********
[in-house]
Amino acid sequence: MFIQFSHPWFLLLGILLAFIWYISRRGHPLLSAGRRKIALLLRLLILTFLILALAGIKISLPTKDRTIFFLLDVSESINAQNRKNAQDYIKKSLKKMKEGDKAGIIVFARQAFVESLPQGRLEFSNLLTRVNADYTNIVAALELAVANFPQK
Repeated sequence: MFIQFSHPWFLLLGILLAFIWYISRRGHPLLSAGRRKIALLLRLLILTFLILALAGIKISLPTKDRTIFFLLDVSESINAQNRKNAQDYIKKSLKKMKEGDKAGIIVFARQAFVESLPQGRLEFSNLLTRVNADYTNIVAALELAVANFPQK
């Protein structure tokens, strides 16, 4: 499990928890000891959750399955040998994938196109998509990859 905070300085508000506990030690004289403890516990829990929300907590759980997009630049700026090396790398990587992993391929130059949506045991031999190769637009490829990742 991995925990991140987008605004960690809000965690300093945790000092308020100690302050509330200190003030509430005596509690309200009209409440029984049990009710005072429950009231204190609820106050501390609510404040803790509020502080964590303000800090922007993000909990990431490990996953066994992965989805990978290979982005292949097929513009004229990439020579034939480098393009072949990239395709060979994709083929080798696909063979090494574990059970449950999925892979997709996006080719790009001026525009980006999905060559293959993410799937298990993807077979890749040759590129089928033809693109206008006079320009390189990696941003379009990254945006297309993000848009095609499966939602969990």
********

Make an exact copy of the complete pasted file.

[in-house]
Amino acid sequence: MFIQFSHPWFLLLGILLAFIWYISRRGHPLLSAGRRKIALLLRLLILTFLILALAGIKISLPTKDRTIFFLLDVSESINAQNRKNAQDYIKKSLKKMKEGDKAGIIVFARQAFVESLPQGRLEFSNLLTRVNADYTNIVAALELAVANFPQK
Repeated sequence: MFIQFSHPWFLLLGILLAFIWYISRRGHPLLSAGRRKIALLLRLLILTFLILALAGIKISLPTKDRTIFFLLDVSESINAQNRKNAQDYIKKSLKKMKEGDKAGIIVFARQAFVESLPQGRLEFSNLLTRVNADYTNIVAALELAVANFPQK
């Protein structure tokens, strides 16, 4: 499990928890000891959750399955040998994938196109998509990859 905070300085508000506990030690004289403890516990829990929300907590759980997009630049700026090396790398990587992993391929130059949506045991031999190769637009490829990742 991995925990991140987008605004960690809000965690300093945790000092308020100690302050509330200190003030509430005596509690309200009209409440029984049990009710005072429950009231204190609820106050501390609510404040803790509020502080964590303000800090922007993000909990990431490990996953066994992965989805990978290979982005292949097929513009004229990439020579034939480098393009072949990239395709060979994709083929080798696909063979090494574990059970449950999925892979997709996006080719790009001026525009980006999905060559293959993410799937298990993807077979890749040759590129089928033809693109206008006079320009390189990696941003379009990254945006297309993000848009095609499966939602969990």